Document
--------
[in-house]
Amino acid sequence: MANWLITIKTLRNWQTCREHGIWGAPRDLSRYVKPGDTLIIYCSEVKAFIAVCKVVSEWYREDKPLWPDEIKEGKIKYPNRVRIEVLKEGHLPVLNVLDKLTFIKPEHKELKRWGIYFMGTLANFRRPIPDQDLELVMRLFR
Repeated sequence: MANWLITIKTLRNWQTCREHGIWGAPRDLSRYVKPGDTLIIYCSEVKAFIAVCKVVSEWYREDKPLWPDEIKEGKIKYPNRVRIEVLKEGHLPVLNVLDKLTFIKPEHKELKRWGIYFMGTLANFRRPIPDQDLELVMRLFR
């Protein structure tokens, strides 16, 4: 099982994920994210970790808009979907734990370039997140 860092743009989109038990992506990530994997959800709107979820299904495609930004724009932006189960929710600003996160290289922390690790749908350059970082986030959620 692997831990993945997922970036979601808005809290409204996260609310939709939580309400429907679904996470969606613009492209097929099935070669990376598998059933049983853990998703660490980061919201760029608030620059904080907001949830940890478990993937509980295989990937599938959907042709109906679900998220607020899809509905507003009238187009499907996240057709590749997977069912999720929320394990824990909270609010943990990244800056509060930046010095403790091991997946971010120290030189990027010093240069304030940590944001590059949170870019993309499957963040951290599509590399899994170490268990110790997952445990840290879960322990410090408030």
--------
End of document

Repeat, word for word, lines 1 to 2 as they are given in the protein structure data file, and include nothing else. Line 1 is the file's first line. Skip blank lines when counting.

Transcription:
[in-house]
Amino acid sequence: MANWLITIKTLRNWQTCREHGIWGAPRDLSRYVKPGDTLIIYCSEVKAFIAVCKVVSEWYREDKPLWPDEIKEGKIKYPNRVRIEVLKEGHLPVLNVLDKLTFIKPEHKELKRWGIYFMGTLANFRRPIPDQDLELVMRLFR